FoodTech Weekly #145 by Daniel S. Ruben

News on FoodTech, food, and society

FoodTech Weekly #145

Hi there,

I had fun in Copenhagen and Malmo this week for The FoodTech Forum, saying silly things on stage (like that I want to see 'AI for everything' in food and ag), meeting new and old FoodTech friends, and eating my way through the startup exhibition area, basically causing eutrophication to myself. Next up on my event agenda is HackSummit in Lausanne in May (80 of 800 tickets left -- use code THEFINAL80 for a 15% discount), and Sweden FoodTech Big Meet in Stockholm in June — hope to meet you there.

📸: Leo Groenewegen / Innovation Skåne

FoodHack wrote a nice article on what 30 FoodTech and ClimateTech investors (incl. yours truly) are excited about, as well as their top advice for founders.

DigitalFoodLab has launched its FoodTech Europe Top 50 for 2023, a combination of objective and subjective information to show the best FoodTech players in Europe. From the last top 50 list published by DigitalFoodLab in 2021, 16% of the startups have been acquired, one went public through an IPO (Oatly) and one shut down (Simple Feast).


This week's rundown:

  • German startup Nosh has fetched €3.2M in fresh funding to produce fungi biomass used as a meat replacement

  • A new $70M UC Davis / UC Berkeley project aims to cut cow methane emissions using CRISPR

  • Instacart teams up with U.S. universities to explore whether pre-loading online shopping carts with healthy foods lead to better consumer choices

Let's go!


  • Had a chance to chat with Brett Thompson of Mzansi Meat in Cape Town. Brett's professional interest has always centered around animal advocacy and on food alternatives to animal-sourced foods. He worked with organizations promoting a more plant-forward diet in different countries. This is where he started meeting people working on cultivated meat. When he came back to South Africa in 2019, he realized no-one on the entire continent was doing cultivated meat -- which also meant nothing was invested there. 'We started Mzansi as the first cultivated meat company in Africa. Noone here understood what we were talking about. But we are proud to be here. I just don't have a surfboard behind me to look cool; there's a lifestyle component to being based here', Brett says with a smile. Mzansi raised $600k pre-seed, including an angel investment from famous early-stage alt protein investor Ryan Bethencourt. 'Foreign investors don't really dare to invest here, so we have to be frugal, cost-conscious, and innovative, Brett explains. One example is their bioreactors; Mzansi has developed ones at 1/20th of the cost of the off-the-shelf bioreactors that the big cell-cultivated companies have built. Another example is how Mzansi has been able to 'combine efficient cell-lines really fast'. Brett also believes South Africa has a strong and unique advantage compared to other geographies for cultivated meat companies -- the regulatory landscape: 'We don't have to fight that battle. We're pretty confident we'll be able to sell within existing -- existing! -- regulations. We have KFC, McDonalds, we're Westernized -- there's so many ways we can showcase our meat through traditional; supply chains', Brett says. He thinks they'll soon be able to produce enough meat to sell at 1 restaurant (in limited quantities). Mzansi hopes to have a 3,500 liter bioreactor able to produce 400 kg of meat per month soon, and a 10,000 liter pilot production facility up and running within 18-24 months. 'In the start, we'll do a hybrid product, like all our industry peers -- maybe 50% cell-cultivated and 50% plant-based', Brett describes. Mzansi is working to close out a pre-seed extension round, after a recent cheque from ANZA Capital, so the company is open to speak to investors. Brett can be contacted via LinkedIn.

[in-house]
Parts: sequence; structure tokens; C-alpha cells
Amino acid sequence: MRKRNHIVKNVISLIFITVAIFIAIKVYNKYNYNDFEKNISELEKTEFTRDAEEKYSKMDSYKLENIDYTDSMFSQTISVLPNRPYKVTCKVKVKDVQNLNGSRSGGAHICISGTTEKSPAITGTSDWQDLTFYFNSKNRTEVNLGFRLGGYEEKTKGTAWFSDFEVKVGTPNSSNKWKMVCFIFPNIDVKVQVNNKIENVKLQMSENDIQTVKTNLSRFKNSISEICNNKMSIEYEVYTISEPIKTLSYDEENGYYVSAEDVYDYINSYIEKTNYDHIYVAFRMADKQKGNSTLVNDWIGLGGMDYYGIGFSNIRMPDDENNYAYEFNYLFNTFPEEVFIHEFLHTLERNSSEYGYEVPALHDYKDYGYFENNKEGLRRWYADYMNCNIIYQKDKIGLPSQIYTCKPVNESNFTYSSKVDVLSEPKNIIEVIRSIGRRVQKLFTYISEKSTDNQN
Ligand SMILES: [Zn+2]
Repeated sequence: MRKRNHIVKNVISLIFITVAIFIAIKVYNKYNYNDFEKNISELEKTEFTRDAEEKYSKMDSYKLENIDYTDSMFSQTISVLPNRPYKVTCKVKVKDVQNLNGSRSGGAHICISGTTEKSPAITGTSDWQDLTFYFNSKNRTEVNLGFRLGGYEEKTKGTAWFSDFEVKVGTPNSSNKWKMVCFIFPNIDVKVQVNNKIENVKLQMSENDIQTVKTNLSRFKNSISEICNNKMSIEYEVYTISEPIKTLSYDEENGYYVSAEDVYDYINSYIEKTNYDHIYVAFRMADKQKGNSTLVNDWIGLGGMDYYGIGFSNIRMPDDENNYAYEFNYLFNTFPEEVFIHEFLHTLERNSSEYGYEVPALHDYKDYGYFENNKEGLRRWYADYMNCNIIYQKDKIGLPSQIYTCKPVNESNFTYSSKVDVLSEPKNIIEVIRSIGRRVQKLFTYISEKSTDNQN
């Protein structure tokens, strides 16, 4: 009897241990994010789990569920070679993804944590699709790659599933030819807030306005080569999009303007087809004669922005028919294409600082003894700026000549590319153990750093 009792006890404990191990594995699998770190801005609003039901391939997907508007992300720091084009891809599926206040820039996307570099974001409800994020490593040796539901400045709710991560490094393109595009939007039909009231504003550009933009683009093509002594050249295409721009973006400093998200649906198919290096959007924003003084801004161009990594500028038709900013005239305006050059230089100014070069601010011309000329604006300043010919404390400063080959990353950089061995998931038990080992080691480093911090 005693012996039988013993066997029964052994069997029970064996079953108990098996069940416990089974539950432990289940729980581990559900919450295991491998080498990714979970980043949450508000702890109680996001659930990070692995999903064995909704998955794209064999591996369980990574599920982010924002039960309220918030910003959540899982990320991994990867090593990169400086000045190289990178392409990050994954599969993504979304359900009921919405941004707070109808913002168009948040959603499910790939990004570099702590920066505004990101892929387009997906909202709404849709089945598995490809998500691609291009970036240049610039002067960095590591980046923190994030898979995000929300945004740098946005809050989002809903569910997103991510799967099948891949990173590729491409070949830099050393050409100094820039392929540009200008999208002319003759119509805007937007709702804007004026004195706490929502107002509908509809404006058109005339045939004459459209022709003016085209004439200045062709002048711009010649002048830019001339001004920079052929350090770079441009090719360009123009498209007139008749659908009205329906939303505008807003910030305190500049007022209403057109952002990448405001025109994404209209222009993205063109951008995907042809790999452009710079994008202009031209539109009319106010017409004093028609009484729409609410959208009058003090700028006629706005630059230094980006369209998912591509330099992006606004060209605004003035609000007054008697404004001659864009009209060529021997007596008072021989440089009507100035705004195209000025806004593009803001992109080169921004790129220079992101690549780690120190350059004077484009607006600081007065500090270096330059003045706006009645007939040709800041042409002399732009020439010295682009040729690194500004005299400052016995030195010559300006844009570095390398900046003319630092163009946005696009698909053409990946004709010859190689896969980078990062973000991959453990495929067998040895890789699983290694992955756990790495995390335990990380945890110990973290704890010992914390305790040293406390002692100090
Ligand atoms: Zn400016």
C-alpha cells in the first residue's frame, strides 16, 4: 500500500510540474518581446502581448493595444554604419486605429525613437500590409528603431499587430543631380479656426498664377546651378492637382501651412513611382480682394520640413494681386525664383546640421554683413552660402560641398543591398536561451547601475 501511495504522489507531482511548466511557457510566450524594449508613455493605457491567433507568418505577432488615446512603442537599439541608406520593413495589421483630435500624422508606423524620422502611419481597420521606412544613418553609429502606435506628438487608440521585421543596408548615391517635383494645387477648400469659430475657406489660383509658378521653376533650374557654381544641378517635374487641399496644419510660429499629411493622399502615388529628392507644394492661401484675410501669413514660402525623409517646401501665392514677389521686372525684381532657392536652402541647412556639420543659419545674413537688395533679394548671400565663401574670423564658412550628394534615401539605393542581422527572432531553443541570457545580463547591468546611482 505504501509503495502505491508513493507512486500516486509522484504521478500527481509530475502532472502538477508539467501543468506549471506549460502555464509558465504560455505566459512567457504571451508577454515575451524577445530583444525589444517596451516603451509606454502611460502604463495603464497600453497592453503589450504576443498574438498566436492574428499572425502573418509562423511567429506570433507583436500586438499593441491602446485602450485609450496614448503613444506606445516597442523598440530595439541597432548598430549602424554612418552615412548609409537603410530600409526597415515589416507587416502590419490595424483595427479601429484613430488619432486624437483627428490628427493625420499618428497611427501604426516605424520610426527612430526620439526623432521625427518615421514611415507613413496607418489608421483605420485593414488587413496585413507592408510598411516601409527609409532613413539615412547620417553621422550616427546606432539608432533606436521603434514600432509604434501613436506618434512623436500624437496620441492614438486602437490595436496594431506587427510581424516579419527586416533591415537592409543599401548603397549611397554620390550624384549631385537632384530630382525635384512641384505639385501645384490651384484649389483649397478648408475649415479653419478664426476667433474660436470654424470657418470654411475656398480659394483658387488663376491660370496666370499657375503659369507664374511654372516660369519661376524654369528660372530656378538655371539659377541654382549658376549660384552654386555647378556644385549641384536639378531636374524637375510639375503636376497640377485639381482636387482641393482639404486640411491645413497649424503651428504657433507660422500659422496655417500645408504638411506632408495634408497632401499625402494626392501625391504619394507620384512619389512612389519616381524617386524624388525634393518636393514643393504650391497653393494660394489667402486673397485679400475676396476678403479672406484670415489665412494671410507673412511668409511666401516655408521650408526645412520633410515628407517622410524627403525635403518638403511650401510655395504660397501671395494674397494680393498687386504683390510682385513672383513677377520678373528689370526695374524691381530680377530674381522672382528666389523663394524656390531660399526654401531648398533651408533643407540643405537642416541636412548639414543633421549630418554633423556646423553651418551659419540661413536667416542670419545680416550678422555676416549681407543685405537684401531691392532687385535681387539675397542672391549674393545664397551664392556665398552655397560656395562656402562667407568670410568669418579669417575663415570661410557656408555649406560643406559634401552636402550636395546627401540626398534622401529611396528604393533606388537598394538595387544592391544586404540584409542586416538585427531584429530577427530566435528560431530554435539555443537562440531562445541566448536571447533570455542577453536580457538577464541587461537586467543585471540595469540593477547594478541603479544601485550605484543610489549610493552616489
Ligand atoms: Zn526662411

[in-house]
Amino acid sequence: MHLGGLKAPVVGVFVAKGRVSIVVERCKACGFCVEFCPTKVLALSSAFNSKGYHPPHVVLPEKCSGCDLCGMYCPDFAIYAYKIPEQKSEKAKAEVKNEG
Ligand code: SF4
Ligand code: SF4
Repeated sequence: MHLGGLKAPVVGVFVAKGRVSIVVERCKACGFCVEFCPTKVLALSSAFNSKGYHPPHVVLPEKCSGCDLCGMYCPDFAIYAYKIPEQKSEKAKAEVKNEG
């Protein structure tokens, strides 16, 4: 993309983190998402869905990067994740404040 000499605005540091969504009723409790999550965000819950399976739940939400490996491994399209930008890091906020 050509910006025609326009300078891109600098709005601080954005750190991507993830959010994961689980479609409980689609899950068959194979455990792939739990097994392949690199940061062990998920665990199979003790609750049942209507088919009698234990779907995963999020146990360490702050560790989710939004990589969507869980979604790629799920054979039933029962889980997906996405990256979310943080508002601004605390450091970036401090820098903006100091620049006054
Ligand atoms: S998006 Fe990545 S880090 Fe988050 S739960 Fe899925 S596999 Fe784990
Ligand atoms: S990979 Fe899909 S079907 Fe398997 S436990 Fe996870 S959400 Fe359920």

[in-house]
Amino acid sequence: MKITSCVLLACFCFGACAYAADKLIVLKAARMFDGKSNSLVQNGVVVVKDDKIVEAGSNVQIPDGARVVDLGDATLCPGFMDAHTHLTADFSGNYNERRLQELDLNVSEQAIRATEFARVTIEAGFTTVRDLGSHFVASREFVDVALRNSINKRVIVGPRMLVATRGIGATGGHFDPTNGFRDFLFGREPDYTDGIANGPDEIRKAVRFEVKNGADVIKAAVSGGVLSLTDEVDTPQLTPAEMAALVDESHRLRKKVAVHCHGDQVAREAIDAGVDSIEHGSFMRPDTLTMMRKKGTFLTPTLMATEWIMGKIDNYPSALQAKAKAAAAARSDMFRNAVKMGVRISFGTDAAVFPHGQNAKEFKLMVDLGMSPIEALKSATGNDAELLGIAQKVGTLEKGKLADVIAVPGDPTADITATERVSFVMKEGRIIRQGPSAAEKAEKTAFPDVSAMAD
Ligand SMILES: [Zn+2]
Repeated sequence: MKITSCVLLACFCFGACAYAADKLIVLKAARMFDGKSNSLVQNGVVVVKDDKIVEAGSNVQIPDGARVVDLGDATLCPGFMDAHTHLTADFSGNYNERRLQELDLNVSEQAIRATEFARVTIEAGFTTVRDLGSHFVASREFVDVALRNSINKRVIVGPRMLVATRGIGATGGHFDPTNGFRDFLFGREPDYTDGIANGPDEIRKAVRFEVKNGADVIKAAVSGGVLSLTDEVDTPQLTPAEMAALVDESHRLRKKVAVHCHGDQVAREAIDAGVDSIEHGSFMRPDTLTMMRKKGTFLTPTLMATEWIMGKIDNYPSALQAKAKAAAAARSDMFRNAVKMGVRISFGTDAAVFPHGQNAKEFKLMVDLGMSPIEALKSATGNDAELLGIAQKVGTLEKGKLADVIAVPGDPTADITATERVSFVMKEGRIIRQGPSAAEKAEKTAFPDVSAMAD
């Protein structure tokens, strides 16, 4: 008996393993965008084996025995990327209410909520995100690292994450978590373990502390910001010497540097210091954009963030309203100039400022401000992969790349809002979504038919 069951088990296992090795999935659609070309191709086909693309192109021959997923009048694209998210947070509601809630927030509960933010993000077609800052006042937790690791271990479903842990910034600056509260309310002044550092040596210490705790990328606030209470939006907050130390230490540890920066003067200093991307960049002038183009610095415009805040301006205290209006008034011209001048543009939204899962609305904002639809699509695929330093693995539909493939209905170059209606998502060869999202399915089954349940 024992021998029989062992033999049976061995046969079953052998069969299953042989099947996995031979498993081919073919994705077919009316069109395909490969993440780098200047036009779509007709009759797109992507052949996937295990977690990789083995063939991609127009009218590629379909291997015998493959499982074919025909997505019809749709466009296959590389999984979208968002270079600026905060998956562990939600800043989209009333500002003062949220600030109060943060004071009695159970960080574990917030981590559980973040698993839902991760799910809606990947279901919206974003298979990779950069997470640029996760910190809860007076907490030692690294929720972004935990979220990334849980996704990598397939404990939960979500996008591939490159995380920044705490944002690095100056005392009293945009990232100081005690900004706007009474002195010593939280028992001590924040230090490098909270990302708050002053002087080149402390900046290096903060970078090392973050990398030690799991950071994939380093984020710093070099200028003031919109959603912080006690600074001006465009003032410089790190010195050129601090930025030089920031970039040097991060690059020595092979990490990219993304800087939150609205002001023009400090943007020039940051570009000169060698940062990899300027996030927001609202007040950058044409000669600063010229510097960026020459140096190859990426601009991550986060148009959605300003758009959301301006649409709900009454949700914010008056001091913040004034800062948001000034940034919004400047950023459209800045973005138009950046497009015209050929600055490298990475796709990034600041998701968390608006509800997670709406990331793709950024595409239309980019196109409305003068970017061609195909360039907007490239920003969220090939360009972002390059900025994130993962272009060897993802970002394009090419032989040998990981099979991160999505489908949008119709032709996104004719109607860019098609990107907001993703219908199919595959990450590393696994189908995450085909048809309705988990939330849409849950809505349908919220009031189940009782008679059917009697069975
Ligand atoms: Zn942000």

Brett Thompson / Mzansi Meat